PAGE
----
Birth and Early Life of Hadrat Abbas (A.S.)

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Birth and Early Life of Hadrat Abbas (A.S.)

Al-Abbas, was the first child of Umm-ul-Banin. With his birth, Medina shone and the whole world glittered. Waves of pleasures flowed in the family of Ali (a), for the birth of their magnificent moon that would light this world with his merits, and would add immortal glory to the numerous glories of the Hashemites.

These great words, which are the message of all prophets and the melody of all the God-fearing, found a ground in the inner self of al-Abbas. They, later on, became the most significant elements of his personality. In his future, he would adopt the calling to the true application of these words for which he would lose all his limbs.

Historians have confirmed that al-Abbas was born on the fourth of Shabaan, AH 26.

The father, as he perceived that this baby would be one of the heroes of Islam and would be frowning in the faces of evils and the wrongdoers, said: “I name him ‘al-Abbas (the frowning), and nickname him ‘Abu’l-Fadhl (father of virtue).” (al-Kulbasi’s al-Khassaiss ul-Abbasiyya; p. 71-2).

Referring to the linguistic meaning of the Arabic al-Abbas, Ibn-Manzhour, in his al-Ayn, writes down:

(Al-Abbas: the lion that other lions fear and escape.)In Muntaha al-Irab, the following is recorded:

(Al-Abbas: this name is called on the courageous, the fearless, the strong, and the attacker. It is one of the names of the lion. Describing al-Abbas in the battlefields, many historians have likened him to the angry lion.)

Describing al-Abbas ibn Ali, at-Turaihi, in his al-Muntakhab, says:

(Al-Abbas ibn Ali looked like an unshakable mountain. His heart was as same as a mound because he was such a unique horseman and hero. In battlefields, he was fearless.)

Al-Abbas was called Abu’l-Fadhl (father -or owner- of virtue). Some mentioned that he had a son called al-Fadhl. (Maqatil ut-Talibiyyin;p. 84). As a matter of fact, this name represents his personality completely, because he was the owner, leader, and source of virtue. In his life, he was so openhanded-he used to distribute his virtue and charity on everyone who directed to him. After martyrdom, he is the shelter and refuge of everyone who seeks his help. Most surely, God will relieve him who directs to Him and implores to Him by using Abu’l-Fadhl as his means and interceder. Because of its commonness, this fact is undeniable.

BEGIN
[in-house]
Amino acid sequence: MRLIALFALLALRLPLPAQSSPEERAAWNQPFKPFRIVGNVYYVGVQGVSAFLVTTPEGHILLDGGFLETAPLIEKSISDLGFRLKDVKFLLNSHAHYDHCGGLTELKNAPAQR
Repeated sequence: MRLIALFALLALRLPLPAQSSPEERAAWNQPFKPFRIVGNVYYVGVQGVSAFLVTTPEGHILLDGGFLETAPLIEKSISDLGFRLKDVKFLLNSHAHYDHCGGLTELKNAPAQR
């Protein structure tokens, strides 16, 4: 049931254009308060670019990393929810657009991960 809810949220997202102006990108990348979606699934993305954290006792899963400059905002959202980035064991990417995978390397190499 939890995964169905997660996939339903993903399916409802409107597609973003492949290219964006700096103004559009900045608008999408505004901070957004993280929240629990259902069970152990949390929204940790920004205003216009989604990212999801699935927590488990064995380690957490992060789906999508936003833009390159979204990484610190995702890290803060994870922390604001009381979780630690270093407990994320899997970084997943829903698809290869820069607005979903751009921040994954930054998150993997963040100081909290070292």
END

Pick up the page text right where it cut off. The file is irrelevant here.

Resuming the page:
Al-Abbas was also called Abu-Qirba (the owner of the skin of water) because he carried water to the harem of Imam al-Hussein (a) during the battle of at-Taff.

He was also called Abu’l-Qasim. This name, however, is not common among historians some of whom have mentioned that al-Abbas had a son called al-Qasim and was martyred during the battle of at-Taff. Jabir al-Ansari addressed to al-Abbas during the Ziyara of al-Arbaeen:

“Salaam be upon you, Abu’l-Qasim. Salaam be upon you, al-Abbas ibn Ali.”

It is narrated that, once, Imam Ali (a) seated his baby al-Abbas on his knees, lifted his (the baby’s) hands, kissed them, and wept. Watching this situation, the mother was astonished; hence, Imam Ali (a) foretold her about the future of her baby and what would happen to his hands. She, as well as the others, wept heavily. After that, the Imam told her about her baby’s great position with God, and this relieved her.

Al-Abbas was nursed at the hands of a faithful, faithful mother who nurtured him on faith, loyalty, knowledge, devoutness, and high principles. His father, too, was that great personality whom is described as a copy of the Prophet (s), the inheritor of the prophets’ knowledge, and the hero of all combats. Under the custody of these parents, al-Abbas was brought up. No wonder then if he possessed such personality and offered such big sacrifices for sake of his religion and principles.

Al-Abbas adhered to his father since he was in Medina, and when he moved to Iraq and resided in Kufa, al-Abbas was also under his thoughtful care and wise education. By heredity, education, and environment, al-Abbas acquired all virtues, high moral standards, knowledge, and conversance.

After his father’s demise, al-Abbas adhered closely to his two brothers; al-Hasan and al-Hussein (a). He returned with them to Medina and learnt from them the religious knowledge and fundamentals in addition to the nobilities of character.

When Imam al-Hasan (a) was poisoned to death, al-Abbas adhered to his brother Imam al-Hussein and his nephew Imam Ali Zayn ul-Abidin (a). He kept himself with his brother in Medina, Mecca, and Iraq where he protected him as well as his harem until he lost his life for this sake.

Thus, unlike the other sons of Imam Ali (a), al-Abbas had the characteristic of full adherence to his father, two brothers, and nephew. From that reason, he was a true copy of the Imams in knowledge and morality.

To al-Abbas a number of lofty epithets expressing his kind mentality and high moral standards were addressed:

Like his father who was the door to the Prophet (s), al-Abbas is the actual and spiritual door to Imam al-Hussein (a). Because of the high moral standards and great faithfulness of al-Abbas, Imam al-Hussein used to choose him for every mission and depend upon him in every difficult situation. Likewise, al-Abbas dedicated himself to being at the disposal of his brother. He was the protector and defender of the Prophet’s household.

It is related that al-Abbas used to call his brother by ‘Sir.’ Only on one day and in one situation did al-Abbas call his brother by ‘brother.’ That was on the day of Ashura when he fell down from his horse after his two hands had been severed and he had been stricken on the head. In such an hour, a man longs for seeing the ones he loves for the last time. Only then he shouted as aloud as possible, ‘O brother, reach your brother!’